Once business concerns or problems are identified, the question is: Are there nature-inspired (biomimicry) or ecological restoration-based solutions that would address concerns or mitigate risk? Would any of these solutions require less financial investment, lower operational and maintenance budget demands, relatively little oversight, waste, and environmental as well as local community impacts, along with reliability?
For several companies, summarized in the BSR-REF Business Brief, these questions have yielded robust, business-positive, as well as environmentally- and community- positive results.
Given these findings—which support earlier studies from TNC and the Natural Capital Hub case summaries, among others—business leaders are well-advised take a more proactive tact by pulling up another chair at corporate brainstorming and decision-making meetings, as well as embedding in core processes questions such as:
- Do our corporate siting, facility operations, and supply chain management teams assess the ecological and hydrological context in which they operate with the same due diligence that they examine zoning and land use, as well as tax breaks and labor/employee availability?
- Does our company assess opportunities for problem solving through nature-inspired (biomimicry) approaches or ecological restoration? For example, wetlands can be expanded or created to provide buffers from storms, improve water filtration, sequester carbon, and create more open space for employees and adjacent communities, as well as habitat for migratory birds and other species.
- If not, then who needs to be invited into the process to surface and explore such potential nature-based solutions to business challenges?
With these kind of questions, new business-relevant insights have come into clear focus for a growing set of companies, as described in a new BSR-REF Business Brief. In many cases, these solutions address the fundamental reality that businesses are built on, and within, natural systems. By considering these systems, new opportunities, solutions, and returns are being generated, as the cases in the business brief show.
The implications of these findings are straight forward.
Companies would do well to hire more engineers with blended civil or environmental engineering and biology backgrounds—especially individuals who consider green infrastructure and seek out biomimicry-inspired approaches. Business units can organize and hold trainings for technical solutions teams in biomimicry and green infrastructure opportunity assessments. Business leaders can participate in field trips to visit well-functioning green infrastructure. And internal corporate new-project processes and checklists can integrate the question: “Have you considered how nature would solve this issue?” Finally, human resource departments can integrate perks, benefits, bonuses, and promotions to staff who are exploring and investing in nature-based solutions, ecological restoration, and green infrastructure projects.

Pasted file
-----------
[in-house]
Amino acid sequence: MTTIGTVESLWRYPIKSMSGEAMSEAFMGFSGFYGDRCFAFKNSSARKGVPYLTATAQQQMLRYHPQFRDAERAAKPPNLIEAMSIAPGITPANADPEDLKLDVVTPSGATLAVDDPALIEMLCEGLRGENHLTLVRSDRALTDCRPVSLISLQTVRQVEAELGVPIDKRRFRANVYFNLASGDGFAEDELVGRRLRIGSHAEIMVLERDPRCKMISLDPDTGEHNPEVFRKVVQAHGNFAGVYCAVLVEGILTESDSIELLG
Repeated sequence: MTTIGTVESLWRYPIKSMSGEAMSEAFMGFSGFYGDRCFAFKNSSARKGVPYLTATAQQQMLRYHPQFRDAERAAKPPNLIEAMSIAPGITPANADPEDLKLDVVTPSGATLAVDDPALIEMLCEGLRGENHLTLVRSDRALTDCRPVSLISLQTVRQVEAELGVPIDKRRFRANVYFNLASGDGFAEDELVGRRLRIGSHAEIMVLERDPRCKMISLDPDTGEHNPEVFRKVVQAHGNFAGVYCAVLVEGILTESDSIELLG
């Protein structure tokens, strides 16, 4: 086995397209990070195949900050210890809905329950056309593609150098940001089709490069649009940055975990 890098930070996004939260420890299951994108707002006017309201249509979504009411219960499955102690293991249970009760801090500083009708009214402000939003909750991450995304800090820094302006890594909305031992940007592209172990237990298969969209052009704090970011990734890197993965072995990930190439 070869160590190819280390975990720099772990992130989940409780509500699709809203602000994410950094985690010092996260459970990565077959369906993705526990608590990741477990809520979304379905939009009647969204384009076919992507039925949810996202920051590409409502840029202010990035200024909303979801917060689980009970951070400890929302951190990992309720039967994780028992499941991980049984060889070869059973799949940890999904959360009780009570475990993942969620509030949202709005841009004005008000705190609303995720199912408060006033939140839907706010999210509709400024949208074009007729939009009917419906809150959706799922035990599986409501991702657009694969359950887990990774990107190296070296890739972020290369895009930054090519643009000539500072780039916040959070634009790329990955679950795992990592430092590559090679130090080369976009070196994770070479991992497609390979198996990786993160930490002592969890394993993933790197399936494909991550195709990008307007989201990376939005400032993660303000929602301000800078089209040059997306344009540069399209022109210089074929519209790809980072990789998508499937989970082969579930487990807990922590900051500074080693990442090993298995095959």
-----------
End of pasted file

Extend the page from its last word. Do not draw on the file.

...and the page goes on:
The opportunity is to learn from the leaders who are investing in nature-based solutions to business questions—and seeing value created at multiple levels. This set of cases within the BSR-REF Business Brief should provide inspiration as well as guiding questions with which to begin explorations of solving business problems by working with nature and nature-inspired solutions.
Sissel Waage, Ph.D. is the director of biodiversity and ecosystem services at BSR. She has over 20 years of experience working on environmental and sustainability issues in North America, Europe and Africa. Her areas of focus have included sustainable business, corporate environmental strategy, water risk and opportunity, investing in nature-based and restoration solutions, ecosystem services, conservation-based entrepreneurship and economic development, as well as community-based conservation.